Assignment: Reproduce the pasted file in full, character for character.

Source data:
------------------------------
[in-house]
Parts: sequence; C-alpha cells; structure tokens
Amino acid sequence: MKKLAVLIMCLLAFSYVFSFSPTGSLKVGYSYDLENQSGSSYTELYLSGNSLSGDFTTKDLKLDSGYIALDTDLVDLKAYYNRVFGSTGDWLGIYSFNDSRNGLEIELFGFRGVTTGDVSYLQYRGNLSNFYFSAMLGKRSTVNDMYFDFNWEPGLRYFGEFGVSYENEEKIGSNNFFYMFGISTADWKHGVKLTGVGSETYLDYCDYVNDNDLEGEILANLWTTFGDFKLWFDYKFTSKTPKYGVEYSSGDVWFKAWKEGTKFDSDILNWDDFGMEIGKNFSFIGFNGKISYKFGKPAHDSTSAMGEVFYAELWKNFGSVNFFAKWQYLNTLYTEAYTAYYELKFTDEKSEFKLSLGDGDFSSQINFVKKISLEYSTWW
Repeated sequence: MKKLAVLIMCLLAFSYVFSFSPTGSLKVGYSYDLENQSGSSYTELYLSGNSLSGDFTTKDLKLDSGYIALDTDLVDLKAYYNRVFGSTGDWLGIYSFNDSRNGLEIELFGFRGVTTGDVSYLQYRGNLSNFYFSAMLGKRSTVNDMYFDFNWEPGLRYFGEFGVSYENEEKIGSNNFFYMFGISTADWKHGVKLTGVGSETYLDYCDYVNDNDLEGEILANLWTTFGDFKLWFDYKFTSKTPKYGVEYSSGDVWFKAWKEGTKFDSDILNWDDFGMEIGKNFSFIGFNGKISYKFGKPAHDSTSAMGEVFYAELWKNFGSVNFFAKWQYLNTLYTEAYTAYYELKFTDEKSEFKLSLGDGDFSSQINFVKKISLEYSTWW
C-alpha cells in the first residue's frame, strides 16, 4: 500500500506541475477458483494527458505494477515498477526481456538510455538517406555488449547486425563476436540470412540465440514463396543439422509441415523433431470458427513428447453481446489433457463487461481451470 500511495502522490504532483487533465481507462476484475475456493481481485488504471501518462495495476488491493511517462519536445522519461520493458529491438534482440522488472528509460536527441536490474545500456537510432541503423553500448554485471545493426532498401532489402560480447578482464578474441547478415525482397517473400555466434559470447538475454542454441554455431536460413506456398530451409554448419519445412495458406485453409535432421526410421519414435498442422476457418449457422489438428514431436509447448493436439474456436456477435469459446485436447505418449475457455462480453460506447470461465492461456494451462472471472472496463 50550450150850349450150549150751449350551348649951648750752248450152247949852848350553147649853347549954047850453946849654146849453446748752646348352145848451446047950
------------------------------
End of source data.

[in-house]
Parts: sequence; C-alpha cells; structure tokens
Amino acid sequence: MKKLAVLIMCLLAFSYVFSFSPTGSLKVGYSYDLENQSGSSYTELYLSGNSLSGDFTTKDLKLDSGYIALDTDLVDLKAYYNRVFGSTGDWLGIYSFNDSRNGLEIELFGFRGVTTGDVSYLQYRGNLSNFYFSAMLGKRSTVNDMYFDFNWEPGLRYFGEFGVSYENEEKIGSNNFFYMFGISTADWKHGVKLTGVGSETYLDYCDYVNDNDLEGEILANLWTTFGDFKLWFDYKFTSKTPKYGVEYSSGDVWFKAWKEGTKFDSDILNWDDFGMEIGKNFSFIGFNGKISYKFGKPAHDSTSAMGEVFYAELWKNFGSVNFFAKWQYLNTLYTEAYTAYYELKFTDEKSEFKLSLGDGDFSSQINFVKKISLEYSTWW
Repeated sequence: MKKLAVLIMCLLAFSYVFSFSPTGSLKVGYSYDLENQSGSSYTELYLSGNSLSGDFTTKDLKLDSGYIALDTDLVDLKAYYNRVFGSTGDWLGIYSFNDSRNGLEIELFGFRGVTTGDVSYLQYRGNLSNFYFSAMLGKRSTVNDMYFDFNWEPGLRYFGEFGVSYENEEKIGSNNFFYMFGISTADWKHGVKLTGVGSETYLDYCDYVNDNDLEGEILANLWTTFGDFKLWFDYKFTSKTPKYGVEYSSGDVWFKAWKEGTKFDSDILNWDDFGMEIGKNFSFIGFNGKISYKFGKPAHDSTSAMGEVFYAELWKNFGSVNFFAKWQYLNTLYTEAYTAYYELKFTDEKSEFKLSLGDGDFSSQINFVKKISLEYSTWW
C-alpha cells in the first residue's frame, strides 16, 4: 500500500506541475477458483494527458505494477515498477526481456538510455538517406555488449547486425563476436540470412540465440514463396543439422509441415523433431470458427513428447453481446489433457463487461481451470 500511495502522490504532483487533465481507462476484475475456493481481485488504471501518462495495476488491493511517462519536445522519461520493458529491438534482440522488472528509460536527441536490474545500456537510432541503423553500448554485471545493426532498401532489402560480447578482464578474441547478415525482397517473400555466434559470447538475454542454441554455431536460413506456398530451409554448419519445412495458406485453409535432421526410421519414435498442422476457418449457422489438428514431436509447448493436439474456436456477435469459446485436447505418449475457455462480453460506447470461465492461456494451462472471472472496463 50550450150850349450150549150751449350551348649951648750752248450152247949852848350553147649853347549954047850453946849654146849453446748752646348352145848451446047950